Tony: That makes sense. Familiarity of how it would be played on the other side of the table would give the killer an insight into how he could avoid it.
Sounds like it would be satisfying to win as the killer.
So, what about Arcane Academy?
Jason: One of my regrets about the con. We actually never ended up playing it! There was so much to do and see that we just couldn’t find the extra hours to get back into the hot games room to play it.
It’s coming out in a few weeks, I’m eager to watch some actual play videos to see how it plays, but it seems like something right up my alley. Magic spells and board games? Yes please.
Tony: Was there anything that surprised you? Something you didn’t expect to see but got you interested?
Jason: I think my biggest surprise was how much my wife enjoyed everything at the convention. This was the second time I’ve been to GenCon but the first time I brought her along. Both her and I were expecting her to be bored of gaming by Saturday but as we were leaving we both were thinking of all the things we could’ve done if we stayed just a little bit longer.
Tony: Nice! What was her favorite?
Jason: I don’t know that she had a particular favorite but I know that she enjoyed almost everything we played. We both generally enjoy light, moderately strategic, and not lengthy games so most of the ones we got to play we enjoyed.
It was a great time and I’m eager to go again next year, though I’m not sure how realistic that’ll be. Maybe I’ll crash at your place and go to Origins 2017 next year?
Tony: Yeah seeing your pics definitely had me intrigued to do a con like that.
Especially the giant size King of Tokyo.
Jason: Oh man, my monster face was epic.
I played 2 games of Giant King of Tokyo, which is exactly what it sounds like.
I got runner up in both of them which was a bummer since the winner got a convention exclusive King of Tokyo monster. However, one of the winners already had a Space Penguin so she yielded it to me. Convention win!
Tony: Well it sounds amazing, if that what it was…
So you mentioned if you could have stayed longer you would have seen more — what would you go back and see if you could?
Jason: I think just demoing more games and spending more time in the Hot Games room. Being able to play the latest and greatest was a big draw for us and gave us something to look forward acquiring in the coming year.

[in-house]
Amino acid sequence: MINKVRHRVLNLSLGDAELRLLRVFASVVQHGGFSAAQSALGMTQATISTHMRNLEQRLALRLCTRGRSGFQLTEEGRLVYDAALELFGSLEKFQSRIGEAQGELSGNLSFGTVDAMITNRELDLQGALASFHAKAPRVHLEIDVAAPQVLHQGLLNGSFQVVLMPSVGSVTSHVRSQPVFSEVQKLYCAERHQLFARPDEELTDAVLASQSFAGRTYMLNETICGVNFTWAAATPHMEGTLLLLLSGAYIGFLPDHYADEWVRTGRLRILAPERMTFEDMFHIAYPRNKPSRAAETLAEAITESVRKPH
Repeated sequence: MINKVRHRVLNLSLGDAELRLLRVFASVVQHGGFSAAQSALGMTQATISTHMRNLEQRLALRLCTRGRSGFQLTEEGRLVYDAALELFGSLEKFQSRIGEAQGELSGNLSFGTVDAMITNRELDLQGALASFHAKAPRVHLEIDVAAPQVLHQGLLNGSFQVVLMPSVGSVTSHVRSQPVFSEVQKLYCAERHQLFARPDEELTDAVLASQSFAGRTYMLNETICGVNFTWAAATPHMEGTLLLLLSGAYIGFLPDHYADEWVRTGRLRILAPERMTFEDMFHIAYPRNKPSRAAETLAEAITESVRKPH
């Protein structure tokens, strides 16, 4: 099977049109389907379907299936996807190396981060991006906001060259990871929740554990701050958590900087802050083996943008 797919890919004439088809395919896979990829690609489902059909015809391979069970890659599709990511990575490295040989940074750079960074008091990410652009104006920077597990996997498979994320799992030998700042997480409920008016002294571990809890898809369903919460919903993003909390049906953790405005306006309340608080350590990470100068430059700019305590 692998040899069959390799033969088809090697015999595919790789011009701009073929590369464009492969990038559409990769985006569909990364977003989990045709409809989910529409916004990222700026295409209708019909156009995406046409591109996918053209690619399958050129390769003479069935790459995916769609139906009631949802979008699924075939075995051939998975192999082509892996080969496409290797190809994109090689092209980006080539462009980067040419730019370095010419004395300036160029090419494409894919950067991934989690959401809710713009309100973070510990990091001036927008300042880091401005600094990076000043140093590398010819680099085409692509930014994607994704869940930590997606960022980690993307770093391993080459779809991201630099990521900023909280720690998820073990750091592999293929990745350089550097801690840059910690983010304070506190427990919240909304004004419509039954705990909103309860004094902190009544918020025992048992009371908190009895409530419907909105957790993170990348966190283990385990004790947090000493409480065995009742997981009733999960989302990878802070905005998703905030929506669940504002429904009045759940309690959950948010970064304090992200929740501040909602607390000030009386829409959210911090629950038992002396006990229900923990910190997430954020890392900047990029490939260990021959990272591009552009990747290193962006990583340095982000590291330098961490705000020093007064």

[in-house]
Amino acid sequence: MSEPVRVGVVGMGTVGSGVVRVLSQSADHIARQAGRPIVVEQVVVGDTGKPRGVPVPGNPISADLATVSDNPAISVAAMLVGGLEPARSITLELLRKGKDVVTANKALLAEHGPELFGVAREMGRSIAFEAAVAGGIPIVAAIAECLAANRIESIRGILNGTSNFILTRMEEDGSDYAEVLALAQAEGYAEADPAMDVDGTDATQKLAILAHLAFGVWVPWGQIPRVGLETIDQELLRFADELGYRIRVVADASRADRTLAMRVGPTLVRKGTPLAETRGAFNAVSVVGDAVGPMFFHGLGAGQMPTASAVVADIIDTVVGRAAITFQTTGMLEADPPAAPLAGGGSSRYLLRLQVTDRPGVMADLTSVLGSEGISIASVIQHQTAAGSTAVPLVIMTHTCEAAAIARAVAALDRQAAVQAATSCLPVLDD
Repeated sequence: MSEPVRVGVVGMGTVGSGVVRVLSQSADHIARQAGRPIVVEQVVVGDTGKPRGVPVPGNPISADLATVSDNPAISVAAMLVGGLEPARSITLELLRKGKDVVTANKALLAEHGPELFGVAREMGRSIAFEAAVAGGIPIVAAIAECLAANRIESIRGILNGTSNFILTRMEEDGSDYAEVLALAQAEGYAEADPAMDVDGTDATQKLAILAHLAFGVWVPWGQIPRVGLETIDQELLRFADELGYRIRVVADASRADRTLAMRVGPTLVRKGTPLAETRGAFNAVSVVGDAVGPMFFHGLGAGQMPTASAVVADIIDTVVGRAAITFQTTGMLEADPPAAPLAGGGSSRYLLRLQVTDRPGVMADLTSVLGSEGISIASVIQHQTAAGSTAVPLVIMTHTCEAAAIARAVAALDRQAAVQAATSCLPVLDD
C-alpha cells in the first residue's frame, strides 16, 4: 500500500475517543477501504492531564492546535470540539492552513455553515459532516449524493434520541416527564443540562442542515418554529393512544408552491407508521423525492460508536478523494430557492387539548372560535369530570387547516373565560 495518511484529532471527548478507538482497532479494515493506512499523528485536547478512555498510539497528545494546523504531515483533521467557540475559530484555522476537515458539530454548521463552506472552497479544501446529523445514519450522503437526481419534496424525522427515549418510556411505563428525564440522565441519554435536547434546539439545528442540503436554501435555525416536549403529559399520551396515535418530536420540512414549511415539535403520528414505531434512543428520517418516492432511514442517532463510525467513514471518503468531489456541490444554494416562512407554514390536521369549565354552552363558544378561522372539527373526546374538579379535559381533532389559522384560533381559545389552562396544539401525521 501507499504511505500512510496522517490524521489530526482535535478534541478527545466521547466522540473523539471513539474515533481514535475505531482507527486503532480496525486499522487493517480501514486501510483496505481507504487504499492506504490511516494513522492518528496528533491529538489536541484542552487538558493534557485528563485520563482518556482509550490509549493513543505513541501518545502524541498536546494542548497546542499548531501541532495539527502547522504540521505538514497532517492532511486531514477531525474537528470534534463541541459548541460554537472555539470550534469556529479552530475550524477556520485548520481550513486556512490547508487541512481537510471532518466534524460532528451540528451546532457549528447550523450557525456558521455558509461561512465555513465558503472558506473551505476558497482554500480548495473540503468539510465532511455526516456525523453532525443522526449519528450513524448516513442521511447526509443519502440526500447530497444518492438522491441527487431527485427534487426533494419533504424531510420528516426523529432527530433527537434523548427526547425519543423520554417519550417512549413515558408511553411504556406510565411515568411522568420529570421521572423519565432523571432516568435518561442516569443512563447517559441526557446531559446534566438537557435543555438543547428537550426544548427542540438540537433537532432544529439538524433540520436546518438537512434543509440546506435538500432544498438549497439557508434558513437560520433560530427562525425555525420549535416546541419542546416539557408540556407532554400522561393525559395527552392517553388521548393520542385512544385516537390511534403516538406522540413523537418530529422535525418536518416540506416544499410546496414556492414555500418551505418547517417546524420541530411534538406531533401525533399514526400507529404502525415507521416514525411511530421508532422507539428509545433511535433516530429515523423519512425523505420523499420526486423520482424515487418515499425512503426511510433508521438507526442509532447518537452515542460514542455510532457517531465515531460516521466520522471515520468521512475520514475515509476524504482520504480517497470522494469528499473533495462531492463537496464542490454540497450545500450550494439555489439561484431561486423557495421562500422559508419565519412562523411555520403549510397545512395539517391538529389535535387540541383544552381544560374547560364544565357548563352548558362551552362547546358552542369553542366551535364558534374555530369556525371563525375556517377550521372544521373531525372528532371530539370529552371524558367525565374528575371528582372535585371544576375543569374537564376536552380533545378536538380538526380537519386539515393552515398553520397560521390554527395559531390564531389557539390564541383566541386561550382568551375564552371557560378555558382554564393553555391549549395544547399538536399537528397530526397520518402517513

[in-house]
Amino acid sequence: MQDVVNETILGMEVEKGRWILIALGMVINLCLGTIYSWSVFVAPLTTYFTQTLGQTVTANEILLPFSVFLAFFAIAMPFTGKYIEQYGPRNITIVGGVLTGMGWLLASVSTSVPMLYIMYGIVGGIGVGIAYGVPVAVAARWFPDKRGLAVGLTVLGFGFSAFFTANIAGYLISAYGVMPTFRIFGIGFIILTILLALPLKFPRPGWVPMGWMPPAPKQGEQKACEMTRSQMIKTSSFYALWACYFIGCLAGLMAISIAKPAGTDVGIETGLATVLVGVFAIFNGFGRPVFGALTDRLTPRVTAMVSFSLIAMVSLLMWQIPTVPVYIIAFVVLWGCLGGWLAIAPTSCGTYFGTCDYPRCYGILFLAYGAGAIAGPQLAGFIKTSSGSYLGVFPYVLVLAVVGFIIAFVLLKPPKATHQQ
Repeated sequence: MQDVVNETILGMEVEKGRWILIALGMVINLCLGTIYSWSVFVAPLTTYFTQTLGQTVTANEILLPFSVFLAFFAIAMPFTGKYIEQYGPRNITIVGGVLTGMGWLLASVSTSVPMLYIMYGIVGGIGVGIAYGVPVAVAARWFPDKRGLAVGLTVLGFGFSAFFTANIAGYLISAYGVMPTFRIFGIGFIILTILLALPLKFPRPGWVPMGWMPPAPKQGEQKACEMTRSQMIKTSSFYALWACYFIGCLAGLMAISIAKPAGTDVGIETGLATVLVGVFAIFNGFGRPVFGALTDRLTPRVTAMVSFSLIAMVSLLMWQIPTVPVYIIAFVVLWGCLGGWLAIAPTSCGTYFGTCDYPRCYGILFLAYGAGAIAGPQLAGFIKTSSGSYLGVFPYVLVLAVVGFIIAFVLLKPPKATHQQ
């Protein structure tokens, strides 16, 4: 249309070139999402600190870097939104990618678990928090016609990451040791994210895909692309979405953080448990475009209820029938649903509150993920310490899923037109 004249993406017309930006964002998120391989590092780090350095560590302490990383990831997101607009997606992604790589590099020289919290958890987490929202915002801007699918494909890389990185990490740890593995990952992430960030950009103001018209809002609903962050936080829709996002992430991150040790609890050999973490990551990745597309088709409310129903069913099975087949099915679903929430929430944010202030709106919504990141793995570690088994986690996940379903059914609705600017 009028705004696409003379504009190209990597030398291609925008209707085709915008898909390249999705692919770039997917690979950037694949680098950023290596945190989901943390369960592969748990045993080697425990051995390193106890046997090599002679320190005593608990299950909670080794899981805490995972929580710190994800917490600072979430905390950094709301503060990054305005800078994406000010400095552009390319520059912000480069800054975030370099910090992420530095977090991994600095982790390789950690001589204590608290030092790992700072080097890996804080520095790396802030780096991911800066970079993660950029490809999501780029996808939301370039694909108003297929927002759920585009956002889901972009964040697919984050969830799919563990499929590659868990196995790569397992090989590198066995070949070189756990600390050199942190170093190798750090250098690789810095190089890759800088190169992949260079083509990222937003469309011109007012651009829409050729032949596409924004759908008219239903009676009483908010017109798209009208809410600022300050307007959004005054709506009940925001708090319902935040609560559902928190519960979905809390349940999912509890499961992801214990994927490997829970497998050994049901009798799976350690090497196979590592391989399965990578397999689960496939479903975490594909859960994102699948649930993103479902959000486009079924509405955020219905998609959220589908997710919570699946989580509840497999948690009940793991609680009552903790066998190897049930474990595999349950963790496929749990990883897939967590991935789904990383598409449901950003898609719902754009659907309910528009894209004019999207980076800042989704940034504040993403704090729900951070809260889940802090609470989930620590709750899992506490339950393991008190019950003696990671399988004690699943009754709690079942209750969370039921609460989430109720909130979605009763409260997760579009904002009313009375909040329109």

Tony: Anything you were excited to see that disappointed or didn’t deliver?
Jason: One of the events we bought in to was an event called “Big Game Night” which was hosted by a company called AEG. The draw is that you get to take part in playing their games, seeing the new stuff they’ve got coming, and leave with a cool box of swag.
It was a good concept but a few things kept it from being awesome. One is that being so late on a Friday night we were pretty tuckered out so it was hard to learn new things.
Two is that the box of swag was essentially 75% empty boxes and 25% microgames.
From what I’ve heard those swag boxes have been getting less and less worth the price of admission ($32) to that event, so I probably won’t attend it next time I go to GenCon.
Tony: So this is obstensibly a video game blog — I know you saw HEX there. We’re there other video games/apps on demo?
Jason: Hah, good point. It is a “Gaming” convention so it wouldn’t be right if there weren’t at least a little bit of a digital presence there.
A lot of companies were demoing the mobile app version of their games, even some betting apps, for example comparethebets has some useful information on the android version. I even saw at the ascension booth that they were demoing a VR version of Ascension!
Tony: Did you try VR Ascension? I would probably never leave.
Jason: Chalk it up as one of those things I wish I’d done. Something else shiny likely caught my eye and I moved past it without thinking how awesome it would’ve been to experience.
It’s available now on Steam now with relatively positive reviews. Worth checking out if you’ve got the kit.
Tony: Well it sounds like a roaring success. Anything else you want to mention in wrapping up?
Jason: It was definitely a great time. If you’re on the fence about conventions in general this one, while being overwhelming, has such a tremendous positive vibe going on throughout the halls.
Everyone was walking around with smiles on their faces. It was fun to be a part of something so wonderfully geeky and fun, nerding out with 60,000 people and not even noticing the crowd.